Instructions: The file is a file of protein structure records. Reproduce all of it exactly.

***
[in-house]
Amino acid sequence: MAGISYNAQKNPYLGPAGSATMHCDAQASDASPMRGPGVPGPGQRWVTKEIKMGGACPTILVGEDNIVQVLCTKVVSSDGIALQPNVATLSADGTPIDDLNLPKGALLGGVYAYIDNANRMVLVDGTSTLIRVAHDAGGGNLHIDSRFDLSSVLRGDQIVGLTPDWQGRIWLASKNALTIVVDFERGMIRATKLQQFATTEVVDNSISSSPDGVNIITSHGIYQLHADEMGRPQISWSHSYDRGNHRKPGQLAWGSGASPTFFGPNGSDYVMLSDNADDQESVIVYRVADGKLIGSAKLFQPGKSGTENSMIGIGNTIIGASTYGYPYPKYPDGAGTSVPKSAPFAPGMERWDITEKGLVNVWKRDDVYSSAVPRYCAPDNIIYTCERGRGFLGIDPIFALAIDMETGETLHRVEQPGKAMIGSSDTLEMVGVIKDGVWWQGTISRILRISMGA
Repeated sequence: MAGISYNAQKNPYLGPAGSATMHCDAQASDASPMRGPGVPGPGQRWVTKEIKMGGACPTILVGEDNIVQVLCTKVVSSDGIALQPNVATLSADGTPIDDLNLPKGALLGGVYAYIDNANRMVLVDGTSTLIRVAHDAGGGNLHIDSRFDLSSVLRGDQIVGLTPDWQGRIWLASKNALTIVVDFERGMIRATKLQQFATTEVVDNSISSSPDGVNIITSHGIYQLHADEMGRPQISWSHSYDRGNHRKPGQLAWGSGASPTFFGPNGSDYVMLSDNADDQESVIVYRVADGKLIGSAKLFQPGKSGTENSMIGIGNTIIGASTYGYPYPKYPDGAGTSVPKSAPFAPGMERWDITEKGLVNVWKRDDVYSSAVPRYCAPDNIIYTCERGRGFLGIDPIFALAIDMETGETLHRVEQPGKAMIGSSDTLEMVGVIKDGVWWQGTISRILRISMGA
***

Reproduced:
[in-house]
Amino acid sequence: MAGISYNAQKNPYLGPAGSATMHCDAQASDASPMRGPGVPGPGQRWVTKEIKMGGACPTILVGEDNIVQVLCTKVVSSDGIALQPNVATLSADGTPIDDLNLPKGALLGGVYAYIDNANRMVLVDGTSTLIRVAHDAGGGNLHIDSRFDLSSVLRGDQIVGLTPDWQGRIWLASKNALTIVVDFERGMIRATKLQQFATTEVVDNSISSSPDGVNIITSHGIYQLHADEMGRPQISWSHSYDRGNHRKPGQLAWGSGASPTFFGPNGSDYVMLSDNADDQESVIVYRVADGKLIGSAKLFQPGKSGTENSMIGIGNTIIGASTYGYPYPKYPDGAGTSVPKSAPFAPGMERWDITEKGLVNVWKRDDVYSSAVPRYCAPDNIIYTCERGRGFLGIDPIFALAIDMETGETLHRVEQPGKAMIGSSDTLEMVGVIKDGVWWQGTISRILRISMGA
Repeated sequence: MAGISYNAQKNPYLGPAGSATMHCDAQASDASPMRGPGVPGPGQRWVTKEIKMGGACPTILVGEDNIVQVLCTKVVSSDGIALQPNVATLSADGTPIDDLNLPKGALLGGVYAYIDNANRMVLVDGTSTLIRVAHDAGGGNLHIDSRFDLSSVLRGDQIVGLTPDWQGRIWLASKNALTIVVDFERGMIRATKLQQFATTEVVDNSISSSPDGVNIITSHGIYQLHADEMGRPQISWSHSYDRGNHRKPGQLAWGSGASPTFFGPNGSDYVMLSDNADDQESVIVYRVADGKLIGSAKLFQPGKSGTENSMIGIGNTIIGASTYGYPYPKYPDGAGTSVPKSAPFAPGMERWDITEKGLVNVWKRDDVYSSAVPRYCAPDNIIYTCERGRGFLGIDPIFALAIDMETGETLHRVEQPGKAMIGSSDTLEMVGVIKDGVWWQGTISRILRISMGA